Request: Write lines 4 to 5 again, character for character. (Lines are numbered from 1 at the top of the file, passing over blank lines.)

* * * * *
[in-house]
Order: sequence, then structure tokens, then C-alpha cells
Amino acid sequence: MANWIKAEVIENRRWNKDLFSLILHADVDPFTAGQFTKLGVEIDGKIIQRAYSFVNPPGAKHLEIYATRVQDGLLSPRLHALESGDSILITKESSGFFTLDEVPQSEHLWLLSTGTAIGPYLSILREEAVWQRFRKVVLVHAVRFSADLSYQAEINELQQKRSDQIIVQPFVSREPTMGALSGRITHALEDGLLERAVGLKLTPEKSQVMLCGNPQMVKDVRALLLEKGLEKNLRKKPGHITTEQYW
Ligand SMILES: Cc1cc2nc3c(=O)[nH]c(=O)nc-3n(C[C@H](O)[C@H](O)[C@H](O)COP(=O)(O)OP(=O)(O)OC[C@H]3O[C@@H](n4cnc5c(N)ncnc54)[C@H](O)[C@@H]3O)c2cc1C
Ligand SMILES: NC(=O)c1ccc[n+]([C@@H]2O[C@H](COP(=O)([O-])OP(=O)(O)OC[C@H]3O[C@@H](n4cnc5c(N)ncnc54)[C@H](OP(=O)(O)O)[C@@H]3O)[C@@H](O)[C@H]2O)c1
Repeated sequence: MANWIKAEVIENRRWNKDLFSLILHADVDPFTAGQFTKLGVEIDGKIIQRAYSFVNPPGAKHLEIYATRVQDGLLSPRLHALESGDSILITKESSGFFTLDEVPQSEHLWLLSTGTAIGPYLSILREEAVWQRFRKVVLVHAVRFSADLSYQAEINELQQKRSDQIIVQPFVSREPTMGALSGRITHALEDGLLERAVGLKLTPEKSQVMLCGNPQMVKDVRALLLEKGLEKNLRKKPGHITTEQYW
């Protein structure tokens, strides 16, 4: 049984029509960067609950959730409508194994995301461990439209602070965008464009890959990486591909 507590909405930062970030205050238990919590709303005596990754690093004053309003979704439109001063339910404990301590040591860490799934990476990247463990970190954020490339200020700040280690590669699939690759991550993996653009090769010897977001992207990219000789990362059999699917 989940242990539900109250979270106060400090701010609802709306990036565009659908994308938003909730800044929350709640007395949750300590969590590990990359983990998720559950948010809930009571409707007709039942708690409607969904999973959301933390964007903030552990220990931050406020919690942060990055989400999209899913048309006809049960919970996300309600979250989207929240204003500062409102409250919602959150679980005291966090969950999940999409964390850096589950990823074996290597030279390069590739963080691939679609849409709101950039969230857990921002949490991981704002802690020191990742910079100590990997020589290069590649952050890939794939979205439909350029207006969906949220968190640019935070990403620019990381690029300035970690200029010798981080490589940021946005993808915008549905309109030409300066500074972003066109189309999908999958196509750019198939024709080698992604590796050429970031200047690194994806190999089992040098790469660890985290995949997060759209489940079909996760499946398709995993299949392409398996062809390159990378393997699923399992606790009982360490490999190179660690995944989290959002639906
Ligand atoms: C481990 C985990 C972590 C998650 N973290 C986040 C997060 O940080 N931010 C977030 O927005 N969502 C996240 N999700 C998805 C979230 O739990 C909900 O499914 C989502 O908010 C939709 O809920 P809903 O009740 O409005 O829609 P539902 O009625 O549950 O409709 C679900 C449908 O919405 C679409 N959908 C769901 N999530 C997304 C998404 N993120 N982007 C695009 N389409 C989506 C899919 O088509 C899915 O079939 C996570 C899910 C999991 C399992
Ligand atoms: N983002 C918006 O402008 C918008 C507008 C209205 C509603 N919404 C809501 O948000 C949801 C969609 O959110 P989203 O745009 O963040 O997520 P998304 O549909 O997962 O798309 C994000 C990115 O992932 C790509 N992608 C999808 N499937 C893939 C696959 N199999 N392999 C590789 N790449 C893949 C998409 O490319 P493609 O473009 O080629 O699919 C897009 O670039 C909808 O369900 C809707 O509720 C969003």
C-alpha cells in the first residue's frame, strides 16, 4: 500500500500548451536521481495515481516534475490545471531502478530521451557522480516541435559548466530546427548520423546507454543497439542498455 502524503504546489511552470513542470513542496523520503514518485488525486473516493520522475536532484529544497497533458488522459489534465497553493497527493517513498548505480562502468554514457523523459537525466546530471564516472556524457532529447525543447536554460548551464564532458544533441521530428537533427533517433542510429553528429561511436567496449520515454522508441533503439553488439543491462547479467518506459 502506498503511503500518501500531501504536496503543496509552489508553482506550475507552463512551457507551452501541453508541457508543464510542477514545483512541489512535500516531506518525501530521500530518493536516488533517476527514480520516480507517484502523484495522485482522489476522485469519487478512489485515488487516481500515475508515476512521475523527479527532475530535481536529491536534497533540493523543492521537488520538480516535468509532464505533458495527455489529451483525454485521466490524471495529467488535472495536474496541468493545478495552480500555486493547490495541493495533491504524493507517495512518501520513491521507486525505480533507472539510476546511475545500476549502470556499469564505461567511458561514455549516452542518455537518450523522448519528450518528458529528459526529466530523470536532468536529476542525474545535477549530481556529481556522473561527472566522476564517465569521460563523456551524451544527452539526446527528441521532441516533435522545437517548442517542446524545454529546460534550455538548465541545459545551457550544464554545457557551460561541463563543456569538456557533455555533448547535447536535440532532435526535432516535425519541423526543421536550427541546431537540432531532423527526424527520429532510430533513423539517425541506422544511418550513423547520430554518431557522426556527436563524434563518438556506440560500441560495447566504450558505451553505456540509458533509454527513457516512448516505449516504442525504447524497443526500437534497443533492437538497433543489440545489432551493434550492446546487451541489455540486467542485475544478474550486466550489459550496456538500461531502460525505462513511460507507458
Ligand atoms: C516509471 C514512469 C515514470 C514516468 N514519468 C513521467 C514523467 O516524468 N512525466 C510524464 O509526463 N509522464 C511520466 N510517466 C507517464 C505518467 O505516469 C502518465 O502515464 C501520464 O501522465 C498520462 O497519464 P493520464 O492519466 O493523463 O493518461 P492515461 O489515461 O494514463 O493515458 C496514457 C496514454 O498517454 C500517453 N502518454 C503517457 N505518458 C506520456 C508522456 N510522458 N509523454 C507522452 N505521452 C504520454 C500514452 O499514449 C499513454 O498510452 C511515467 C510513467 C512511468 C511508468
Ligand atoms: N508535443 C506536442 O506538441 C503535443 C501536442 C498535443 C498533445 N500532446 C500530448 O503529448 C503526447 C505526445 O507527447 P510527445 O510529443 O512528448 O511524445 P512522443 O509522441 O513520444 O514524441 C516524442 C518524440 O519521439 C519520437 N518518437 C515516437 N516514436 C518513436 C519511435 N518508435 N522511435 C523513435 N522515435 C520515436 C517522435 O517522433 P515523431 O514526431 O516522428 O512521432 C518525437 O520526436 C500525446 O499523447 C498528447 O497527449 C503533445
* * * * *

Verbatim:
Ligand SMILES: Cc1cc2nc3c(=O)[nH]c(=O)nc-3n(C[C@H](O)[C@H](O)[C@H](O)COP(=O)(O)OP(=O)(O)OC[C@H]3O[C@@H](n4cnc5c(N)ncnc54)[C@H](O)[C@@H]3O)c2cc1C
Ligand SMILES: NC(=O)c1ccc[n+]([C@@H]2O[C@H](COP(=O)([O-])OP(=O)(O)OC[C@H]3O[C@@H](n4cnc5c(N)ncnc54)[C@H](OP(=O)(O)O)[C@@H]3O)[C@@H](O)[C@H]2O)c1